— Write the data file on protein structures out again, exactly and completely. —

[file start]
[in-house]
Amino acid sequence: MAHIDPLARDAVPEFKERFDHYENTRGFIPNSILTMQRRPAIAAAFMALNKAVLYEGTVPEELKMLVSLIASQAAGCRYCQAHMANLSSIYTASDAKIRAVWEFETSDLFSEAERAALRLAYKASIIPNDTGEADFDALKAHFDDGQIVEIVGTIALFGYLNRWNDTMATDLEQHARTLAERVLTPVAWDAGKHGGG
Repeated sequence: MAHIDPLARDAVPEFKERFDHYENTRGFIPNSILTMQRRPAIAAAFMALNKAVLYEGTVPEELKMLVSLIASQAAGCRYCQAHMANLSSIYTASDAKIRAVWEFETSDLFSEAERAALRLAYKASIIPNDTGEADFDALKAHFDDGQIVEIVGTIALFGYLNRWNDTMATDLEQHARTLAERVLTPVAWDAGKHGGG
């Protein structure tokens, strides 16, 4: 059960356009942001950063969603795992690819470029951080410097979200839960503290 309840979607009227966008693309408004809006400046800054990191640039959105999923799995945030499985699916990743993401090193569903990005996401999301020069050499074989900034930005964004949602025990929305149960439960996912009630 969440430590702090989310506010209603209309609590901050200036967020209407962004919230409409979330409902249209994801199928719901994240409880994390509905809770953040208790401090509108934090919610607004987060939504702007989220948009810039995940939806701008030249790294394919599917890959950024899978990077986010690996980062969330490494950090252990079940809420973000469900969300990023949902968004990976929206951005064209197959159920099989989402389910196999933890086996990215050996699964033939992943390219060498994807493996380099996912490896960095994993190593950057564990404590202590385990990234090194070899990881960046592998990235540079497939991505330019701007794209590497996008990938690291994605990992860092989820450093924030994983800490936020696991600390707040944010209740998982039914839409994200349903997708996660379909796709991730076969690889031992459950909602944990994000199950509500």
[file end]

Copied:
[in-house]
Amino acid sequence: MAHIDPLARDAVPEFKERFDHYENTRGFIPNSILTMQRRPAIAAAFMALNKAVLYEGTVPEELKMLVSLIASQAAGCRYCQAHMANLSSIYTASDAKIRAVWEFETSDLFSEAERAALRLAYKASIIPNDTGEADFDALKAHFDDGQIVEIVGTIALFGYLNRWNDTMATDLEQHARTLAERVLTPVAWDAGKHGGG
Repeated sequence: MAHIDPLARDAVPEFKERFDHYENTRGFIPNSILTMQRRPAIAAAFMALNKAVLYEGTVPEELKMLVSLIASQAAGCRYCQAHMANLSSIYTASDAKIRAVWEFETSDLFSEAERAALRLAYKASIIPNDTGEADFDALKAHFDDGQIVEIVGTIALFGYLNRWNDTMATDLEQHARTLAERVLTPVAWDAGKHGGG
């Protein structure tokens, strides 16, 4: 059960356009942001950063969603795992690819470029951080410097979200839960503290 309840979607009227966008693309408004809006400046800054990191640039959105999923799995945030499985699916990743993401090193569903990005996401999301020069050499074989900034930005964004949602025990929305149960439960996912009630 969440430590702090989310506010209603209309609590901050200036967020209407962004919230409409979330409902249209994801199928719901994240409880994390509905809770953040208790401090509108934090919610607004987060939504702007989220948009810039995940939806701008030249790294394919599917890959950024899978990077986010690996980062969330490494950090252990079940809420973000469900969300990023949902968004990976929206951005064209197959159920099989989402389910196999933890086996990215050996699964033939992943390219060498994807493996380099996912490896960095994993190593950057564990404590202590385990990234090194070899990881960046592998990235540079497939991505330019701007794209590497996008990938690291994605990992860092989820450093924030994983800490936020696991600390707040944010209740998982039914839409994200349903997708996660379909796709991730076969690889031992459950909602944990994000199950509500």